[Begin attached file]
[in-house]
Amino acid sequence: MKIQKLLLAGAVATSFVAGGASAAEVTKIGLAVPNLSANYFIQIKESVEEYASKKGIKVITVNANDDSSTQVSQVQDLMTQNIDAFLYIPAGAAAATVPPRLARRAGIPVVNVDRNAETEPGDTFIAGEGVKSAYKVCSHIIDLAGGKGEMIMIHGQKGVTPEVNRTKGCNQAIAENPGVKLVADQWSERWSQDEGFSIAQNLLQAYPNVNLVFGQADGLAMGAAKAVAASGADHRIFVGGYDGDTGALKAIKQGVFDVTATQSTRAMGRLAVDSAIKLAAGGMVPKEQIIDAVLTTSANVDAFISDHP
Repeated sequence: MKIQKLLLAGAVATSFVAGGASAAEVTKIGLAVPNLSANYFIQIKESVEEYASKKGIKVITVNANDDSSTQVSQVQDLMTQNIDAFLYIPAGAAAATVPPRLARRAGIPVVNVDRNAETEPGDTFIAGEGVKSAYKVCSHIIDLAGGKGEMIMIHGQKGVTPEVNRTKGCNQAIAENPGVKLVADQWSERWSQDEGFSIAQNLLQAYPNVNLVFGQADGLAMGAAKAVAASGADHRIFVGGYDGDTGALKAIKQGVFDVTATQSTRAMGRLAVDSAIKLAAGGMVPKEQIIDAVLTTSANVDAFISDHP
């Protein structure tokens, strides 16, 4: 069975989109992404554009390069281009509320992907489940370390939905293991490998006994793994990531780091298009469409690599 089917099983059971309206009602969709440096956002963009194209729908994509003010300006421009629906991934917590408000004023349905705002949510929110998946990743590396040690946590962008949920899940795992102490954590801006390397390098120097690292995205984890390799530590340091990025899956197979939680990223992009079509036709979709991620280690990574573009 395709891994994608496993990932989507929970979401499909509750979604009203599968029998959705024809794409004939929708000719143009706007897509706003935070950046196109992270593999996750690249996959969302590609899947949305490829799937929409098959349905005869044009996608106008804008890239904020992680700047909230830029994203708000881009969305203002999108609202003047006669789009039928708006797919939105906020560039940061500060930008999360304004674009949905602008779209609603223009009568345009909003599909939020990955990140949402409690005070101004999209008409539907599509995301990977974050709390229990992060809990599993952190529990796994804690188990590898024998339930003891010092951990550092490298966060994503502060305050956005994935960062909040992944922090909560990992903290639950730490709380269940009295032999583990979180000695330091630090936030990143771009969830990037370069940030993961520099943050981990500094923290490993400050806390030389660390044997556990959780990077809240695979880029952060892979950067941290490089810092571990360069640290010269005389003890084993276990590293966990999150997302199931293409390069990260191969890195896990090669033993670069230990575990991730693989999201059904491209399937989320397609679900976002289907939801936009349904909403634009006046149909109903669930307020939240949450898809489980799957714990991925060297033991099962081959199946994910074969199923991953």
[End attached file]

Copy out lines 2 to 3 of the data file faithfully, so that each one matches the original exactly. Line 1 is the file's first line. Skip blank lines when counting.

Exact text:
Amino acid sequence: MKIQKLLLAGAVATSFVAGGASAAEVTKIGLAVPNLSANYFIQIKESVEEYASKKGIKVITVNANDDSSTQVSQVQDLMTQNIDAFLYIPAGAAAATVPPRLARRAGIPVVNVDRNAETEPGDTFIAGEGVKSAYKVCSHIIDLAGGKGEMIMIHGQKGVTPEVNRTKGCNQAIAENPGVKLVADQWSERWSQDEGFSIAQNLLQAYPNVNLVFGQADGLAMGAAKAVAASGADHRIFVGGYDGDTGALKAIKQGVFDVTATQSTRAMGRLAVDSAIKLAAGGMVPKEQIIDAVLTTSANVDAFISDHP
Repeated sequence: MKIQKLLLAGAVATSFVAGGASAAEVTKIGLAVPNLSANYFIQIKESVEEYASKKGIKVITVNANDDSSTQVSQVQDLMTQNIDAFLYIPAGAAAATVPPRLARRAGIPVVNVDRNAETEPGDTFIAGEGVKSAYKVCSHIIDLAGGKGEMIMIHGQKGVTPEVNRTKGCNQAIAENPGVKLVADQWSERWSQDEGFSIAQNLLQAYPNVNLVFGQADGLAMGAAKAVAASGADHRIFVGGYDGDTGALKAIKQGVFDVTATQSTRAMGRLAVDSAIKLAAGGMVPKEQIIDAVLTTSANVDAFISDHP